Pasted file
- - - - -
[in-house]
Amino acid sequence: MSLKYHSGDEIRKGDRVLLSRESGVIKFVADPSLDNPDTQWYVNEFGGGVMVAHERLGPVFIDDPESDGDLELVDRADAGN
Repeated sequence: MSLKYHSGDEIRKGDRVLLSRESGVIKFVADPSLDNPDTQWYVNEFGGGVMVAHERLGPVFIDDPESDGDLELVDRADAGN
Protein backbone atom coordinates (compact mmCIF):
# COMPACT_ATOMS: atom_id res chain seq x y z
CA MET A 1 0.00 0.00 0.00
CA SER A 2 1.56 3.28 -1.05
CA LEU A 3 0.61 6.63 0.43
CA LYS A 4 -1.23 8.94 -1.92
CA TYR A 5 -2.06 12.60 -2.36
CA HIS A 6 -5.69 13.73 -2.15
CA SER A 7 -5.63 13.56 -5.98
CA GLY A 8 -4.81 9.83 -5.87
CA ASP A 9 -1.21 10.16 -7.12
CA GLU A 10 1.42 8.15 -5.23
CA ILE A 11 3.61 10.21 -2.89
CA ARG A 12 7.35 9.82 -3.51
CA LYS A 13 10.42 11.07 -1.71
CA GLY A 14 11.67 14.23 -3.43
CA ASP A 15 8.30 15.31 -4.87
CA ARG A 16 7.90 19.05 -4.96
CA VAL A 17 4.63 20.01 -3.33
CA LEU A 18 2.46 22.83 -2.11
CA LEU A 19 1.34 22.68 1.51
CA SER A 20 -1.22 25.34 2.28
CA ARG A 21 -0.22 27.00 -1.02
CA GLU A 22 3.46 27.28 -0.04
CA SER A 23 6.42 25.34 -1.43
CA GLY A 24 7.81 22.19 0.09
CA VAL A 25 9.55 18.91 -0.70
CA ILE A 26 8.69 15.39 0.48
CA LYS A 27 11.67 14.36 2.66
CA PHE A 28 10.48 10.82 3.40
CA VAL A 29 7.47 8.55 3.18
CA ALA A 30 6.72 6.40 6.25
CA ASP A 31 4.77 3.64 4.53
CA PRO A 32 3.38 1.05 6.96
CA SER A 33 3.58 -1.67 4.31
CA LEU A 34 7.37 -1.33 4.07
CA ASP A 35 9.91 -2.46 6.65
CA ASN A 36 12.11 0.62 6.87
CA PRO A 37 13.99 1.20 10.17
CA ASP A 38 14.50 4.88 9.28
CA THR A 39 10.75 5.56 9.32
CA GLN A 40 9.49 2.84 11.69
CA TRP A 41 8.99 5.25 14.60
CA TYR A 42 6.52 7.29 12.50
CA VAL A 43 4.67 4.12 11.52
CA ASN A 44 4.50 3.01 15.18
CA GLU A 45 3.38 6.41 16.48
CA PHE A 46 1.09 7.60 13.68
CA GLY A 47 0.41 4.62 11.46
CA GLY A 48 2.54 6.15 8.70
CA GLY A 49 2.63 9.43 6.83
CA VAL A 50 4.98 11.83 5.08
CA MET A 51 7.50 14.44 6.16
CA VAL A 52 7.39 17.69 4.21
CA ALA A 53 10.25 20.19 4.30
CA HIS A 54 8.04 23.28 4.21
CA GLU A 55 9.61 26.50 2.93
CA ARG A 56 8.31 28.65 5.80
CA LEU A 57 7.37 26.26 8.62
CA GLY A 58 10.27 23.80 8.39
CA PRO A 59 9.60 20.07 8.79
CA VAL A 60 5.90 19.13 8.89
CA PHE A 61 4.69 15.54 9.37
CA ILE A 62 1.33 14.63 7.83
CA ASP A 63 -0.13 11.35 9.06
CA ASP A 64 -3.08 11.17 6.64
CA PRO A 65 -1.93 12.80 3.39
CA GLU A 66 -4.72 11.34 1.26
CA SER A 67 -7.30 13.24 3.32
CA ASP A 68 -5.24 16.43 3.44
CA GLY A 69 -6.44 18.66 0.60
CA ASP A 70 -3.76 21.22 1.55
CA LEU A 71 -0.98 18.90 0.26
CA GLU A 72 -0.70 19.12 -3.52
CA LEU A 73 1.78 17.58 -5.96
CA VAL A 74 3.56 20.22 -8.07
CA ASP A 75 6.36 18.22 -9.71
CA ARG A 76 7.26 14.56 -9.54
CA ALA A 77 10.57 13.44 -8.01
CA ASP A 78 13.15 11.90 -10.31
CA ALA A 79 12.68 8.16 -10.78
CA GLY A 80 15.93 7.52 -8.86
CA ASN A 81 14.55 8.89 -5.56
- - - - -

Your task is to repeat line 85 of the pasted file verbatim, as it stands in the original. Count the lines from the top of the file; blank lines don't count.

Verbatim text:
CA GLY A 80 15.93 7.52 -8.86